Wednesday, March 28, 2012

Boomer aka Mountain Beaver

It seems odd that an animal the size of a rabbit and indigenous to the Pacific Northwest, could be completely unknown to so many people who live here. But then the mountain beaver is an odd sort of animal.

For one thing, it hosts the world's largest flea (3/8th of an inch long--yeeks!). And despite the name, they're not beavers, and they are more commonly found at lower altitudes than in the mountains. Another common name for this rodent is boomer, because they can emit a low moaning sort of sound.

Though boomers are primarily nocturnal, burrowing creatures, occasionally day hikers have peered at one in the rustling underbrush and wondered, "What the heck is that?" (Well, okay, at least I have...)

But tree farmers and foresters know all about mountain beavers. Although they favor sword fern, at certain times of the year they'll also eat seedlings and can girdle--and thereby kill--young trees.

Boomers have extensive burrows that include food chambers, a sleeping chamber, another chamber for fecal pellets, and tunnels that link all. You may not see a boomer on your next hike in the PNW, but chances are there's one somewhere along the trail, right under your nose/boots.

10 comments:

  1. How big is this rabbit size you speak of?  I've seen rabbits at the county fair that were smaller than a chihuahua and others that were big as a baby.  So I see the boomer as somewhere between 2 and 14 pounds.  I may have seen one in the twilight and thought it was a young nutria.  Same rodent teeth, right?  

    World's largest flea?  Well, I'm just as glad that I HAVEN'T encountered a boomer.          

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  2. DaveOnFidalgo ...March 28, 2012 at 7:47 AM

    Amazing.  I guess we can add it to the list of NW things that are not something.  Like the Douglas Fir which is not a fir.  Instead it's a not-a-hemlock.  They eat Sword Ferns?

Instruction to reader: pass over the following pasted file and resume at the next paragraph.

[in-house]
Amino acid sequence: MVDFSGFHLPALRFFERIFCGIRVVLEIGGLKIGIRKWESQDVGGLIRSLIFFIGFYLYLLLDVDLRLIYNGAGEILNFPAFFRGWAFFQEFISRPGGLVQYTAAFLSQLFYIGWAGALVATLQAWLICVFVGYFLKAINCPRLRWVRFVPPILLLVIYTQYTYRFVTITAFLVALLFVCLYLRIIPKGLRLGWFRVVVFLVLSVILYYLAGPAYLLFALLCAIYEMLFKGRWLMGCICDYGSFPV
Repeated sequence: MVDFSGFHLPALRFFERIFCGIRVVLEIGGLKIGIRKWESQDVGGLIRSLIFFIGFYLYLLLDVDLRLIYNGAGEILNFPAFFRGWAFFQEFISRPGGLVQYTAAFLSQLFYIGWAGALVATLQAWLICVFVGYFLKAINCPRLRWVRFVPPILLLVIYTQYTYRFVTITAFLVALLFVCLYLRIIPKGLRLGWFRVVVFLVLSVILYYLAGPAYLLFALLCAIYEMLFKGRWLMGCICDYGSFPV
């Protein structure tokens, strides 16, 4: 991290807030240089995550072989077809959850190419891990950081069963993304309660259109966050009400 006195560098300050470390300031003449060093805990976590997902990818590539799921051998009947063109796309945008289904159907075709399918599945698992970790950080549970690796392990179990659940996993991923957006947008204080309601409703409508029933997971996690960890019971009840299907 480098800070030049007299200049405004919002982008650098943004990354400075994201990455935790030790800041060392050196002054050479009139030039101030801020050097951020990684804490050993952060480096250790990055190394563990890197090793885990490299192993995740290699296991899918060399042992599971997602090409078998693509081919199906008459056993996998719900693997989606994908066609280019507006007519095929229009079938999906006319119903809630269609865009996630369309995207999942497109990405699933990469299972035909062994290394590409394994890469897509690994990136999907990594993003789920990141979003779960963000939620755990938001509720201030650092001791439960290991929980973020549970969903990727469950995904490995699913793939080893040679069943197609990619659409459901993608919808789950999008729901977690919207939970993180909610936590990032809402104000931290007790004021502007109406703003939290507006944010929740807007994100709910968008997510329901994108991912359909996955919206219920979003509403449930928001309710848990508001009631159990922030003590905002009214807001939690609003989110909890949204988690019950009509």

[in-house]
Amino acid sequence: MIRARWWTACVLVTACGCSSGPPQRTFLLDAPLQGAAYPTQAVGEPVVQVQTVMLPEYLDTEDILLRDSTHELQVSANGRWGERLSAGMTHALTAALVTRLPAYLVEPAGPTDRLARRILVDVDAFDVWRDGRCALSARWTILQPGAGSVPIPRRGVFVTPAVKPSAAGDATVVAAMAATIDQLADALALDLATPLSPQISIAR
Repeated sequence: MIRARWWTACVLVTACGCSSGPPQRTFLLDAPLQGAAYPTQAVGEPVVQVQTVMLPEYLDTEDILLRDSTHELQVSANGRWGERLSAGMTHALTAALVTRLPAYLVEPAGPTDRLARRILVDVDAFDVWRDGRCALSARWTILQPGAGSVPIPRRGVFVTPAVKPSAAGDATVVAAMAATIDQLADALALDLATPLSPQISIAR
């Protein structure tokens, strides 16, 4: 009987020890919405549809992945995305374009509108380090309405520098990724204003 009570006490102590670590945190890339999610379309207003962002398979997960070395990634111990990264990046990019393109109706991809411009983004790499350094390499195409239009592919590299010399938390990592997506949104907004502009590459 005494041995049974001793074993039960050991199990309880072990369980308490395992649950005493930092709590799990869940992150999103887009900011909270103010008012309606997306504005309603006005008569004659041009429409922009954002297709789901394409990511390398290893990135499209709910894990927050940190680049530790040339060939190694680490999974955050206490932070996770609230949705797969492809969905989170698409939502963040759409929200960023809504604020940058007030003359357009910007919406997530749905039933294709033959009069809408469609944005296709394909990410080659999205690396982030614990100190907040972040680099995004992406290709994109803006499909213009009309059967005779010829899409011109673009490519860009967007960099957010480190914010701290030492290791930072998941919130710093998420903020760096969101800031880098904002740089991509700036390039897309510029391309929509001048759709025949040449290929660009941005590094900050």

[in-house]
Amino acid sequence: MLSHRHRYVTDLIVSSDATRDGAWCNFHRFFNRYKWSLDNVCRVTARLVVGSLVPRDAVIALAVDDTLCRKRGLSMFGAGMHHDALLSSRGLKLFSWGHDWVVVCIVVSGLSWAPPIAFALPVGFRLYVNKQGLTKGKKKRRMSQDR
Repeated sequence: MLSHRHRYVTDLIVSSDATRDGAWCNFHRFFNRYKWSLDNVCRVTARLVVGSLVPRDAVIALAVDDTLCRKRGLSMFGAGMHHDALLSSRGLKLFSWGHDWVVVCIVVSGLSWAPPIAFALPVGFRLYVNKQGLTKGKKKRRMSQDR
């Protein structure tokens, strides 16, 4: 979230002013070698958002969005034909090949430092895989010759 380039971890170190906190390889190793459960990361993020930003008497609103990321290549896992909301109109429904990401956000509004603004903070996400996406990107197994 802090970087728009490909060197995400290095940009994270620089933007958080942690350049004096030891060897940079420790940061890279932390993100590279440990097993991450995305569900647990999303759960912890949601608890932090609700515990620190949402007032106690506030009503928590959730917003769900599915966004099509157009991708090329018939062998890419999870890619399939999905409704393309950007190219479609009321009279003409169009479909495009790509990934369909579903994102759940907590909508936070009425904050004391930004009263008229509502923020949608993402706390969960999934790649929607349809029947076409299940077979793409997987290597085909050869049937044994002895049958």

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  3. Boomers go up to 14 inches long. Same rodent teeth as a nutria, yes, but they don't stick out of their mouths as nutria's tend to. And mountain beavers are not as likely to be found by water or out in the open. They're usually more secretive than nutrias--though there's at least one story of a guy seeing one walking up his driveway.

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  4. And western red cedar is not a cedar (it's in the cypress family--but not related to the bony-kneed bald cypresses of the South, because they are not really cypresses...)

    Boomers eat sword ferns, fireweed, oxalis, etc. They gather these in piles in front of their burrows and let them wilt out there--when ready, the animal carries these down to one of the food chambers, where the food stay moist.

    They also often have another chamber for "mountain beaver baseballs," which are rocks or clay balls about 3 inches in diameter, apparently unearthed during excavation or maybe gathered. It's thought that they chew on these to file their ever-growing front teeth.

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  5. How positively fascinating. Didn't know of boomers OR nutrias.  You simply must write a book about a family of boomers!  Like Robert Larson's Rabbit Hill :-)

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  6. DaveOnFidalgo ...March 29, 2012 at 3:29 PM

    I think it's even worse than that.  The Alaska Yellow Cedar is the Cypress.  The Western Redcedar is an Arborvitae.  Both cedars are not-cedars.  Who can keep it straight?  :- |

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  7. Or Hope Ryden's "Lily Pond" (about real beavers).

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  8. I saw a boomer when we were visiting the people we bought our property from 27 years ago. :}  Haven't seen them since, but were  worried when we reforested 0ver 800 Douglas Fir trees, but they haven't seemed to hurt our "babies"  of which I am glad.  Trees are almost at the "free to grow" stage (4.5feet).  Can my dogs "catch" their fleas?

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  9. Or, solitarily, Box Turtle at Long Pond.

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  10. And the common [fill in animal name], too often no longer common. Perhaps, though, it's good to keep those names to twang the realization that it doesn't take long to make a common animal not a common animal.

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